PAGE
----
Besides retirement, you surely have other savings goals. Maybe you’re saving for a car, a wedding party or a special trip. Since these goals have a shorter time horizon than retirement, or something you’ll need to access within three years or less, you’ll want to take less risk with this money. The easiest strategy is to automatically transfer money into a high-yield online savings account, say, monthly. With short-term goals, the amount you save is far more important than your return.

But if you need the money in three to 10 years — call that a medium-term goal — you may have more options, depending on how flexible you can be with your timing.

It may be tempting to invest your savings in the stock market, for example, in hopes of generating a higher investment return. But that comes with more risk. As one financial planner wisely put it: You have to consider how it might feel to lose half of your stock investment in any given year, which can take some time, even years, to recover. Do you have the time (or the stomach) for that?

You can take a hybrid approach and invest in a mutual fund that has a mix of 60 percent bonds and 40 percent stocks, for example, or there may be bond investments to explore that provide more stability (though they carry risks of their own). But tread carefully.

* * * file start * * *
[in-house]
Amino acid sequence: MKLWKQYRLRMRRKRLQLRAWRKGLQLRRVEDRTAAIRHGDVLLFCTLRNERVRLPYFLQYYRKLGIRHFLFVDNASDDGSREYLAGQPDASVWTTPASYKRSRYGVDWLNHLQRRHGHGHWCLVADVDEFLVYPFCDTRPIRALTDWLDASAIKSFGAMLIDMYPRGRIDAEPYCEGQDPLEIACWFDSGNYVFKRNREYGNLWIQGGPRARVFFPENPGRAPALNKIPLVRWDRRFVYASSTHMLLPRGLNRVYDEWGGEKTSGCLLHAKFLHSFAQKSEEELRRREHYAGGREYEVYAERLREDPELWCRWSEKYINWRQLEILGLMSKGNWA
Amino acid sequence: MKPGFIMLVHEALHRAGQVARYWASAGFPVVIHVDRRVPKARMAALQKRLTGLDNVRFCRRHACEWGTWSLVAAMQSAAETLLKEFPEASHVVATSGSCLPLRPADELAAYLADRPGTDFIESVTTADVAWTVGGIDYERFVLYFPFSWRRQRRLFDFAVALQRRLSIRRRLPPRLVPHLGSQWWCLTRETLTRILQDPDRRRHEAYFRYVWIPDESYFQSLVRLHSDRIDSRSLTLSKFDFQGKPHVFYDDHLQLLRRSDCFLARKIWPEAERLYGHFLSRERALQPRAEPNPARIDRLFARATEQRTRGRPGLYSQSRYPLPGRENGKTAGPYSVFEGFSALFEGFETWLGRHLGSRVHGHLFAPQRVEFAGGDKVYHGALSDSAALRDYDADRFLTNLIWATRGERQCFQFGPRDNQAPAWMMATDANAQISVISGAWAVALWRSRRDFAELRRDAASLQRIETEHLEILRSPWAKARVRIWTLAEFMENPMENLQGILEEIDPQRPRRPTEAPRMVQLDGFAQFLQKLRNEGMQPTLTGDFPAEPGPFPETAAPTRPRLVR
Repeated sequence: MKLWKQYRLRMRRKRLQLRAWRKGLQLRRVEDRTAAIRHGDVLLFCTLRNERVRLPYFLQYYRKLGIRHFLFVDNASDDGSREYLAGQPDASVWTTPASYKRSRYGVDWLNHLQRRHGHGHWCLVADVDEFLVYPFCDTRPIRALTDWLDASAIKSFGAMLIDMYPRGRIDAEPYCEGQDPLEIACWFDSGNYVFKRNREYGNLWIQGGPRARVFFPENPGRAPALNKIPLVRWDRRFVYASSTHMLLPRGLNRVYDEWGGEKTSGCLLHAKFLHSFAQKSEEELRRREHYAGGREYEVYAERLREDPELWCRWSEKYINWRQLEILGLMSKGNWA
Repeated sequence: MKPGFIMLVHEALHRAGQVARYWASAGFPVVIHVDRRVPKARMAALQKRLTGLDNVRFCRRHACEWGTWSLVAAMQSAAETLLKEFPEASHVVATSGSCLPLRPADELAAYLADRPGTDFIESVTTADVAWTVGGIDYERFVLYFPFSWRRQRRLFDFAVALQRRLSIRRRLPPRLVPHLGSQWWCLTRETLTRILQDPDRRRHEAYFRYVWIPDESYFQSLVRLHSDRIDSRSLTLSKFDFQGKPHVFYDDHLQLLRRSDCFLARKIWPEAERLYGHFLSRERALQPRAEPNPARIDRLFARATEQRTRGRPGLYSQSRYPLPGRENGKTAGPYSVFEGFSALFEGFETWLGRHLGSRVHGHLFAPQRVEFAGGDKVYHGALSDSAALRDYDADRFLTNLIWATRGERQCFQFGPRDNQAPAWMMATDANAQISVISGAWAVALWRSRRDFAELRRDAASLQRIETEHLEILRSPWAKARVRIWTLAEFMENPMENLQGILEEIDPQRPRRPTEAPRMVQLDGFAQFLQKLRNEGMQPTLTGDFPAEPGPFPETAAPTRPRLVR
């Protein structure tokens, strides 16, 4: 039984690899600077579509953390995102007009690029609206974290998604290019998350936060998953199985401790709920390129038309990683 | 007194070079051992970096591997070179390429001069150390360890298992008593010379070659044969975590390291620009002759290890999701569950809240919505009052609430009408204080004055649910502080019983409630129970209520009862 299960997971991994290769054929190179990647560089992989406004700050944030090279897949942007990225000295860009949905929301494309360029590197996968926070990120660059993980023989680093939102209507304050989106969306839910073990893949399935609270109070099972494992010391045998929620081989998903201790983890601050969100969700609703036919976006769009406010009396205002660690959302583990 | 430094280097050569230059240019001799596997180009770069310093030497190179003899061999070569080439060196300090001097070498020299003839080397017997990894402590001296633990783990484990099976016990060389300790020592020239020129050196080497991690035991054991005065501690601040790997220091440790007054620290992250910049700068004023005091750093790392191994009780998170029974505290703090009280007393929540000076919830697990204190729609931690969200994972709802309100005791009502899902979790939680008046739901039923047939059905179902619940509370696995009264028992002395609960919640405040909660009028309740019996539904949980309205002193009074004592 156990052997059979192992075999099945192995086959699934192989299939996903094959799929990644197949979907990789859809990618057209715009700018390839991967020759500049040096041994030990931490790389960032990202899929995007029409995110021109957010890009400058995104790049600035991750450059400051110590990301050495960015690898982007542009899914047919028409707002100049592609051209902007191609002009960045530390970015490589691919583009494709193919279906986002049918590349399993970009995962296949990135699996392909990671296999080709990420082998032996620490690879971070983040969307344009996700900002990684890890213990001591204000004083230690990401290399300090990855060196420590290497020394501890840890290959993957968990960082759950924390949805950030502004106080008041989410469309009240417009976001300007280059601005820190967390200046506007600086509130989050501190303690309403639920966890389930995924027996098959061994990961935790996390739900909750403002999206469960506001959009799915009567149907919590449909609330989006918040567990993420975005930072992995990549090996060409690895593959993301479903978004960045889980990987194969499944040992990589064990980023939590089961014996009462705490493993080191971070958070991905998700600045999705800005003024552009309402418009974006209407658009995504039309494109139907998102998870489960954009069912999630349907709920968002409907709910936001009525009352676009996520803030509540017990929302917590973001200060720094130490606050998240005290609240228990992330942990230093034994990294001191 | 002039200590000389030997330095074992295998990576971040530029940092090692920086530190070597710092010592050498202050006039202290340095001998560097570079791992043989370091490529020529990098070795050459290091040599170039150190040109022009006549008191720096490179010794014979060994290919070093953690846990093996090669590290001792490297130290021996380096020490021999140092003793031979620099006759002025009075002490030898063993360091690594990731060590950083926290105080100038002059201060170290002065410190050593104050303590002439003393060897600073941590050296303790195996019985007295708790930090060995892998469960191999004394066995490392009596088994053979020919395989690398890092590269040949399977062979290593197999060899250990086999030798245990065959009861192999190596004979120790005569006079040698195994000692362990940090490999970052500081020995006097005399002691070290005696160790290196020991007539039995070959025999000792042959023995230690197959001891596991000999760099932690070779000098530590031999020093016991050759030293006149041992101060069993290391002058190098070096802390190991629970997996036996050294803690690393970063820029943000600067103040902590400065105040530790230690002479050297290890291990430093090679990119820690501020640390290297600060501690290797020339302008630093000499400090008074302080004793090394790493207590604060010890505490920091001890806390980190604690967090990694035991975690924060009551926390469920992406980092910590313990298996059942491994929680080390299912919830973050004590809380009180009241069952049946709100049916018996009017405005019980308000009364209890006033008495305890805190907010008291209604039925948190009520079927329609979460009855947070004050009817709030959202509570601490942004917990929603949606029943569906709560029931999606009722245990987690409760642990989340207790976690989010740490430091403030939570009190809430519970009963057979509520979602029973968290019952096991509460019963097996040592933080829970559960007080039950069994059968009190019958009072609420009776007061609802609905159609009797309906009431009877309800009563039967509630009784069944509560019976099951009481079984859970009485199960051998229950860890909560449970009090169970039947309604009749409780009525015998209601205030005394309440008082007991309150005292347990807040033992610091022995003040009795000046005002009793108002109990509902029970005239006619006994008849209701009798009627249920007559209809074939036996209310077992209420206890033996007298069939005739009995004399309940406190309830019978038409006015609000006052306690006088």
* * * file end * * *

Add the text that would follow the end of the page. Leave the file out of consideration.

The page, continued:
Even if you don’t have large amounts to save now, setting up the infrastructure to save is the hardest part — and as your earnings increase, it will be much easier to save and invest more.


  • Do you have a high-yield online savings account? Some banks, including Ally and Capital One, let you set up different savings buckets for specific goals, which you can label (emergency funds, vacation, down payment). DepositAccounts.com has a helpful guide to help you sort through options.

  • If you have a workplace retirement plan and haven’t thoroughly inspected the investment options, set a reminder in your phone’s calendar to check. What index fund options do they have on offer? Also familiarize yourself with any target-date fund offerings. (These are a ready-made mix of investments that you can select and then forget about and are a blend of stock and bond mutual funds that gradually and automatically become more conservative as you approach the year you expect to retire. If you were born in 2000, the 2065 or 2070 funds may be the right fit for your situation.)

  • If you don’t have access to a workplace retirement plan, familiarize yourself with roboadvisers, or companies that lean heavily on technology to manage your investments but also often have human financial advisers. These are nice options for people with simple needs, or who have a savings and investment plan they want to establish and run on autopilot. Morningstar ranked its top picks here.